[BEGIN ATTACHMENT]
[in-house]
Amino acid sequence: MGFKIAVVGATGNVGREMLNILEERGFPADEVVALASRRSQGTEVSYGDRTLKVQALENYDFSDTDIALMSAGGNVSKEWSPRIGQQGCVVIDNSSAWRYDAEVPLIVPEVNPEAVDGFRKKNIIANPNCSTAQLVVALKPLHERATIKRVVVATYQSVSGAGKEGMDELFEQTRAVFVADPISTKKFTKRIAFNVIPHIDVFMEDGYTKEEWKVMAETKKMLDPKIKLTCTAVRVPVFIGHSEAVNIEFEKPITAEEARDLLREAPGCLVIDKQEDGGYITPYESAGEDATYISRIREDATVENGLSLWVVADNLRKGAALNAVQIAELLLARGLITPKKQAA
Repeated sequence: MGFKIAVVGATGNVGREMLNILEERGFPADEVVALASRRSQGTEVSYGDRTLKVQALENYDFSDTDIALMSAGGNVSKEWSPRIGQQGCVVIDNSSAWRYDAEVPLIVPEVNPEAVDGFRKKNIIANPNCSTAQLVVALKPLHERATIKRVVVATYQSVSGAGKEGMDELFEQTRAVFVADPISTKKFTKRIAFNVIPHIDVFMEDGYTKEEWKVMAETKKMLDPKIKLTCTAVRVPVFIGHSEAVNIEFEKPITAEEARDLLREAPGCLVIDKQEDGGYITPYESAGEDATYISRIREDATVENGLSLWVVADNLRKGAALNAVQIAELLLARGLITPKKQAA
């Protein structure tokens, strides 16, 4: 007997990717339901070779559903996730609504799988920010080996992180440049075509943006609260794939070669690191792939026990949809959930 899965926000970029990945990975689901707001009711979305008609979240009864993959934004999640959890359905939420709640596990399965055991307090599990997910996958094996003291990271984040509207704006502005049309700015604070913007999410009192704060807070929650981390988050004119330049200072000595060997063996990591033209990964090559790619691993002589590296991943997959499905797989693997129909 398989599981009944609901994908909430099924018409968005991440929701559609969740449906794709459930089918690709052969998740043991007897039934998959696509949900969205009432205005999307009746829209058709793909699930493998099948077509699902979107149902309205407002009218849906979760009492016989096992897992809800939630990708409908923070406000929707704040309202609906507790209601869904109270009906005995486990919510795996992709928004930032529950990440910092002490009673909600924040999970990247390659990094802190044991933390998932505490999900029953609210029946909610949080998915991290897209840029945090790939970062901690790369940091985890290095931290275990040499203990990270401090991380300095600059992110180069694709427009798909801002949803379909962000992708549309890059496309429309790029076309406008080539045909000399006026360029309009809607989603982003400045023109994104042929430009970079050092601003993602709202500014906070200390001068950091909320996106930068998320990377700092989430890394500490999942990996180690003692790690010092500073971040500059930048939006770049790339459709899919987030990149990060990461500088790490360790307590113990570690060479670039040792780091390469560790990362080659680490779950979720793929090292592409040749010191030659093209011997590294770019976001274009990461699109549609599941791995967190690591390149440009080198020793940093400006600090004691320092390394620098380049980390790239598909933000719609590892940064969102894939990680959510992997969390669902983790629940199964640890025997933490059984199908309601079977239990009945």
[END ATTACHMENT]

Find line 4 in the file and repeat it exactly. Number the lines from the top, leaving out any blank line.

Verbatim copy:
């Protein structure tokens, strides 16, 4: 007997990717339901070779559903996730609504799988920010080996992180440049075509943006609260794939070669690191792939026990949809959930 899965926000970029990945990975689901707001009711979305008609979240009864993959934004999640959890359905939420709640596990399965055991307090599990997910996958094996003291990271984040509207704006502005049309700015604070913007999410009192704060807070929650981390988050004119330049200072000595060997063996990591033209990964090559790619691993002589590296991943997959499905797989693997129909 398989599981009944609901994908909430099924018409968005991440929701559609969740449906794709459930089918690709052969998740043991007897039934998959696509949900969205009432205005999307009746829209058709793909699930493998099948077509699902979107149902309205407002009218849906979760009492016989096992897992809800939630990708409908923070406000929707704040309202609906507790209601869904109270009906005995486990919510795996992709928004930032529950990440910092002490009673909600924040999970990247390659990094802190044991933390998932505490999900029953609210029946909610949080998915991290897209840029945090790939970062901690790369940091985890290095931290275990040499203990990270401090991380300095600059992110180069694709427009798909801002949803379909962000992708549309890059496309429309790029076309406008080539045909000399006026360029309009809607989603982003400045023109994104042929430009970079050092601003993602709202500014906070200390001068950091909320996106930068998320990377700092989430890394500490999942990996180690003692790690010092500073971040500059930048939006770049790339459709899919987030990149990060990461500088790490360790307590113990570690060479670039040792780091390469560790990362080659680490779950979720793929090292592409040749010191030659093209011997590294770019976001274009990461699109549609599941791995967190690591390149440009080198020793940093400006600090004691320092390394620098380049980390790239598909933000719609590892940064969102894939990680959510992997969390669902983790629940199964640890025997933490059984199908309601079977239990009945």